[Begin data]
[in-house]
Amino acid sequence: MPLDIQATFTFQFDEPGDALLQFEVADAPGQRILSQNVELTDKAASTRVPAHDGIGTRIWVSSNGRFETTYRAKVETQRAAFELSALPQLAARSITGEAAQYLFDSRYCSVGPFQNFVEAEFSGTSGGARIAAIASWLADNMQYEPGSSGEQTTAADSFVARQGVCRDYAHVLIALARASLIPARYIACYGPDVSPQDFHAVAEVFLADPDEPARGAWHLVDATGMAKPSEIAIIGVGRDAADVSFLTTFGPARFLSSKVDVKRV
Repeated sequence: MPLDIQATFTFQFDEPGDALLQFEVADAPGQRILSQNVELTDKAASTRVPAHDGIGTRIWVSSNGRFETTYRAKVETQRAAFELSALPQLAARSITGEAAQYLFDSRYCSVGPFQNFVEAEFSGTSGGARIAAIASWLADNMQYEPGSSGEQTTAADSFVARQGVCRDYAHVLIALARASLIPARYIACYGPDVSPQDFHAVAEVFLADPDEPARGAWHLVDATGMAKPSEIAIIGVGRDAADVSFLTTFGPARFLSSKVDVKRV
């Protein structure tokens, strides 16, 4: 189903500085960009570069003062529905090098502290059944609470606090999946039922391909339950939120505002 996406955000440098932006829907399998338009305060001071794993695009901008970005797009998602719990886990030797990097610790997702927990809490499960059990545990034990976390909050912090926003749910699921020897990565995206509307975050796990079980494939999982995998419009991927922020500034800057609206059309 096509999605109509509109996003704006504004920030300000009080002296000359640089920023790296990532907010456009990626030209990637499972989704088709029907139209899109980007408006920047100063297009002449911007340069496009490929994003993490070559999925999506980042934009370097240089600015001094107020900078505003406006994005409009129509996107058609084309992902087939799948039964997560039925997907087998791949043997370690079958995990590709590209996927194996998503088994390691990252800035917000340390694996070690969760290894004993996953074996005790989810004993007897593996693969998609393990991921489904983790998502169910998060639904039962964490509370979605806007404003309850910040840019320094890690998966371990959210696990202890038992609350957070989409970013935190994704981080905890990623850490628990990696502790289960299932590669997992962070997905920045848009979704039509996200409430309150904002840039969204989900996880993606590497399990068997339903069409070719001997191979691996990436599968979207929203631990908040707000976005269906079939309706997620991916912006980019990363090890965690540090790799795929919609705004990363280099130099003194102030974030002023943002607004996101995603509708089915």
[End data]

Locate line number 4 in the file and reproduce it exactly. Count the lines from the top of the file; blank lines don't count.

């Protein structure tokens, strides 16, 4: 189903500085960009570069003062529905090098502290059944609470606090999946039922391909339950939120505002 996406955000440098932006829907399998338009305060001071794993695009901008970005797009998602719990886990030797990097610790997702927990809490499960059990545990034990976390909050912090926003749910699921020897990565995206509307975050796990079980494939999982995998419009991927922020500034800057609206059309 096509999605109509509109996003704006504004920030300000009080002296000359640089920023790296990532907010456009990626030209990637499972989704088709029907139209899109980007408006920047100063297009002449911007340069496009490929994003993490070559999925999506980042934009370097240089600015001094107020900078505003406006994005409009129509996107058609084309992902087939799948039964997560039925997907087998791949043997370690079958995990590709590209996927194996998503088994390691990252800035917000340390694996070690969760290894004993996953074996005790989810004993007897593996693969998609393990991921489904983790998502169910998060639904039962964490509370979605806007404003309850910040840019320094890690998966371990959210696990202890038992609350957070989409970013935190994704981080905890990623850490628990990696502790289960299932590669997992962070997905920045848009979704039509996200409430309150904002840039969204989900996880993606590497399990068997339903069409070719001997191979691996990436599968979207929203631990908040707000976005269906079939309706997620991916912006980019990363090890965690540090790799795929919609705004990363280099130099003194102030974030002023943002607004996101995603509708089915």